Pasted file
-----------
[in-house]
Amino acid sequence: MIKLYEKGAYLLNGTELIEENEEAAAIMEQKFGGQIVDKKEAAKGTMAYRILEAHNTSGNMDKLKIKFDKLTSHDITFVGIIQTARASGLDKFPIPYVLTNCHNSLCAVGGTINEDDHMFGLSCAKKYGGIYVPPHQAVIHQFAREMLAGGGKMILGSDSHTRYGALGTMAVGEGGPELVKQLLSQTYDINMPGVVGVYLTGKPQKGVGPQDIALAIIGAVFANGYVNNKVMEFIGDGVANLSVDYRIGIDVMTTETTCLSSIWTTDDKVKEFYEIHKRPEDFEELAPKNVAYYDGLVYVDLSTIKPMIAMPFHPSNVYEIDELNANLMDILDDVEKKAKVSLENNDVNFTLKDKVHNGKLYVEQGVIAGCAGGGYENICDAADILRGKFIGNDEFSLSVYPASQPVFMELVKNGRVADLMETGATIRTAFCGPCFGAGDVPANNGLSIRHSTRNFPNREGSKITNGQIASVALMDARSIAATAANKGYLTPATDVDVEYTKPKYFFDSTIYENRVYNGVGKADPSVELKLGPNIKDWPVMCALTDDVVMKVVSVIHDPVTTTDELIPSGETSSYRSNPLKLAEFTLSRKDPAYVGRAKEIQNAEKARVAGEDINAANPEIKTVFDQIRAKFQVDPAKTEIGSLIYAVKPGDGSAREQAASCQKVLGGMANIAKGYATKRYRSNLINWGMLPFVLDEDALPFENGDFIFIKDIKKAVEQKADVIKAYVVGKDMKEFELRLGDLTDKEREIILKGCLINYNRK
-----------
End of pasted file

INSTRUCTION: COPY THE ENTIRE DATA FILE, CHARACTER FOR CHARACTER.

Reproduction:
[in-house]
Amino acid sequence: MIKLYEKGAYLLNGTELIEENEEAAAIMEQKFGGQIVDKKEAAKGTMAYRILEAHNTSGNMDKLKIKFDKLTSHDITFVGIIQTARASGLDKFPIPYVLTNCHNSLCAVGGTINEDDHMFGLSCAKKYGGIYVPPHQAVIHQFAREMLAGGGKMILGSDSHTRYGALGTMAVGEGGPELVKQLLSQTYDINMPGVVGVYLTGKPQKGVGPQDIALAIIGAVFANGYVNNKVMEFIGDGVANLSVDYRIGIDVMTTETTCLSSIWTTDDKVKEFYEIHKRPEDFEELAPKNVAYYDGLVYVDLSTIKPMIAMPFHPSNVYEIDELNANLMDILDDVEKKAKVSLENNDVNFTLKDKVHNGKLYVEQGVIAGCAGGGYENICDAADILRGKFIGNDEFSLSVYPASQPVFMELVKNGRVADLMETGATIRTAFCGPCFGAGDVPANNGLSIRHSTRNFPNREGSKITNGQIASVALMDARSIAATAANKGYLTPATDVDVEYTKPKYFFDSTIYENRVYNGVGKADPSVELKLGPNIKDWPVMCALTDDVVMKVVSVIHDPVTTTDELIPSGETSSYRSNPLKLAEFTLSRKDPAYVGRAKEIQNAEKARVAGEDINAANPEIKTVFDQIRAKFQVDPAKTEIGSLIYAVKPGDGSAREQAASCQKVLGGMANIAKGYATKRYRSNLINWGMLPFVLDEDALPFENGDFIFIKDIKKAVEQKADVIKAYVVGKDMKEFELRLGDLTDKEREIILKGCLINYNRK